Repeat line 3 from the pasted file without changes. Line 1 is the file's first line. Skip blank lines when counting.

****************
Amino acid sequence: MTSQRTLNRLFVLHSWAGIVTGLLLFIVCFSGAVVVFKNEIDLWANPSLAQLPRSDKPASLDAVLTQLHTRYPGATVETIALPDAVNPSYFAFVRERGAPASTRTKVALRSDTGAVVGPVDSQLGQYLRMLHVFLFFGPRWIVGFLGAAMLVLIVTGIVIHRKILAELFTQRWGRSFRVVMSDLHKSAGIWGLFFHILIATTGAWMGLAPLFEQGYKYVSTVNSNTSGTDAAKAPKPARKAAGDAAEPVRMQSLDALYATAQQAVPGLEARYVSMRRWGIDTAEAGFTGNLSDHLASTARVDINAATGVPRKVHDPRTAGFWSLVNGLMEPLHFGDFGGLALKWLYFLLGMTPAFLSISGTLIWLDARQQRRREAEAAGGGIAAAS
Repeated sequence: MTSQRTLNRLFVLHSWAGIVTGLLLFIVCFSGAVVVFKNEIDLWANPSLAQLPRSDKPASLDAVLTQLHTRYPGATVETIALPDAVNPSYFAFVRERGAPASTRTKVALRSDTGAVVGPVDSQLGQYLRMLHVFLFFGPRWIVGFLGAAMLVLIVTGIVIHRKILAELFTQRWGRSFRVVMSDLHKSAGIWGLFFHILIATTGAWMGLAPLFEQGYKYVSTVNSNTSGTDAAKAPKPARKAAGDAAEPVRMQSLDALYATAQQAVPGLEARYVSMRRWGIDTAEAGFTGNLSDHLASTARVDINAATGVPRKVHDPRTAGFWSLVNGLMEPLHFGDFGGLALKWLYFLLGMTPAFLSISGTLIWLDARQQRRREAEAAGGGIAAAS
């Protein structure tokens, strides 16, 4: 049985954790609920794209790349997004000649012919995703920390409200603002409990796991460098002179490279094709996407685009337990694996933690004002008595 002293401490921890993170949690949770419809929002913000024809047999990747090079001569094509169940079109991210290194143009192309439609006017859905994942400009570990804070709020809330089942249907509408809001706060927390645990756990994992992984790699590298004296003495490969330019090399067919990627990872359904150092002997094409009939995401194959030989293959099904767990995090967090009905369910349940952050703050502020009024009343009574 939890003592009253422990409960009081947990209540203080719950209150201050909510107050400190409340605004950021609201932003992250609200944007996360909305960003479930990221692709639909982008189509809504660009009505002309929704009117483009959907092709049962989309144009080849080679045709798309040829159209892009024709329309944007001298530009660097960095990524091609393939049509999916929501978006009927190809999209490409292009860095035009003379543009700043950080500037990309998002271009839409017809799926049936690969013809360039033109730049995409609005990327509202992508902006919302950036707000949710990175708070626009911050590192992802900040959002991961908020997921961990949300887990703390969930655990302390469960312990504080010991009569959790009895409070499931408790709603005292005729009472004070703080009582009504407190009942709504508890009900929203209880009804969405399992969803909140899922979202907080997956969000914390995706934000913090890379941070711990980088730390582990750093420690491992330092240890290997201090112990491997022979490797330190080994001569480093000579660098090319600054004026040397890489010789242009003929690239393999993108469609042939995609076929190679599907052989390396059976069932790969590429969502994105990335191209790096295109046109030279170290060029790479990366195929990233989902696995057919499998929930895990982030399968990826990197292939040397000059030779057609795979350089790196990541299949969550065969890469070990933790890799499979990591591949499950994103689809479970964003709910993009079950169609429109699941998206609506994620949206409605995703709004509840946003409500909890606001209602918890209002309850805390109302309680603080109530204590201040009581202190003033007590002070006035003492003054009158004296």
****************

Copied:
């Protein structure tokens, strides 16, 4: 049985954790609920794209790349997004000649012919995703920390409200603002409990796991460098002179490279094709996407685009337990694996933690004002008595 002293401490921890993170949690949770419809929002913000024809047999990747090079001569094509169940079109991210290194143009192309439609006017859905994942400009570990804070709020809330089942249907509408809001706060927390645990756990994992992984790699590298004296003495490969330019090399067919990627990872359904150092002997094409009939995401194959030989293959099904767990995090967090009905369910349940952050703050502020009024009343009574 939890003592009253422990409960009081947990209540203080719950209150201050909510107050400190409340605004950021609201932003992250609200944007996360909305960003479930990221692709639909982008189509809504660009009505002309929704009117483009959907092709049962989309144009080849080679045709798309040829159209892009024709329309944007001298530009660097960095990524091609393939049509999916929501978006009927190809999209490409292009860095035009003379543009700043950080500037990309998002271009839409017809799926049936690969013809360039033109730049995409609005990327509202992508902006919302950036707000949710990175708070626009911050590192992802900040959002991961908020997921961990949300887990703390969930655990302390469960312990504080010991009569959790009895409070499931408790709603005292005729009472004070703080009582009504407190009942709504508890009900929203209880009804969405399992969803909140899922979202907080997956969000914390995706934000913090890379941070711990980088730390582990750093420690491992330092240890290997201090112990491997022979490797330190080994001569480093000579660098090319600054004026040397890489010789242009003929690239393999993108469609042939995609076929190679599907052989390396059976069932790969590429969502994105990335191209790096295109046109030279170290060029790479990366195929990233989902696995057919499998929930895990982030399968990826990197292939040397000059030779057609795979350089790196990541299949969550065969890469070990933790890799499979990591591949499950994103689809479970964003709910993009079950169609429109699941998206609506994620949206409605995703709004509840946003409500909890606001209602918890209002309850805390109302309680603080109530204590201040009581202190003033007590002070006035003492003054009158004296």